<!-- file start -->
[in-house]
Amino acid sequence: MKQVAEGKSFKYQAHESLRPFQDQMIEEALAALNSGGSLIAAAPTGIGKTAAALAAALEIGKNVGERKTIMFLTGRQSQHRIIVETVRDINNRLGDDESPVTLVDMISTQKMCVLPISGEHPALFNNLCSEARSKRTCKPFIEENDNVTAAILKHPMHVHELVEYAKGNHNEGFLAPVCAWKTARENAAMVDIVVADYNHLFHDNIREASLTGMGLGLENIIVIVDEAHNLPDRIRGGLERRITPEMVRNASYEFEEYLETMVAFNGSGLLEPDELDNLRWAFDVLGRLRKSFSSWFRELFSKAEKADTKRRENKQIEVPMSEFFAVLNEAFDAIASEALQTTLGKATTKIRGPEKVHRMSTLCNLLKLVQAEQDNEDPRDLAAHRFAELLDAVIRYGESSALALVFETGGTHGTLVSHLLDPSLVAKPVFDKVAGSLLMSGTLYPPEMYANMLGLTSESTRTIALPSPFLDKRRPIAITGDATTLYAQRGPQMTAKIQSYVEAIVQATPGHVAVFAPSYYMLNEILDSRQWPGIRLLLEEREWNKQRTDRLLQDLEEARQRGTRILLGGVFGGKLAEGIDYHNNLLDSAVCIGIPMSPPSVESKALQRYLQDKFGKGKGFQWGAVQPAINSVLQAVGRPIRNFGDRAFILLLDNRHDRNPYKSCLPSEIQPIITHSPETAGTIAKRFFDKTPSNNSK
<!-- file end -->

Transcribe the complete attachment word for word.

[in-house]
Amino acid sequence: MKQVAEGKSFKYQAHESLRPFQDQMIEEALAALNSGGSLIAAAPTGIGKTAAALAAALEIGKNVGERKTIMFLTGRQSQHRIIVETVRDINNRLGDDESPVTLVDMISTQKMCVLPISGEHPALFNNLCSEARSKRTCKPFIEENDNVTAAILKHPMHVHELVEYAKGNHNEGFLAPVCAWKTARENAAMVDIVVADYNHLFHDNIREASLTGMGLGLENIIVIVDEAHNLPDRIRGGLERRITPEMVRNASYEFEEYLETMVAFNGSGLLEPDELDNLRWAFDVLGRLRKSFSSWFRELFSKAEKADTKRRENKQIEVPMSEFFAVLNEAFDAIASEALQTTLGKATTKIRGPEKVHRMSTLCNLLKLVQAEQDNEDPRDLAAHRFAELLDAVIRYGESSALALVFETGGTHGTLVSHLLDPSLVAKPVFDKVAGSLLMSGTLYPPEMYANMLGLTSESTRTIALPSPFLDKRRPIAITGDATTLYAQRGPQMTAKIQSYVEAIVQATPGHVAVFAPSYYMLNEILDSRQWPGIRLLLEEREWNKQRTDRLLQDLEEARQRGTRILLGGVFGGKLAEGIDYHNNLLDSAVCIGIPMSPPSVESKALQRYLQDKFGKGKGFQWGAVQPAINSVLQAVGRPIRNFGDRAFILLLDNRHDRNPYKSCLPSEIQPIITHSPETAGTIAKRFFDKTPSNNSK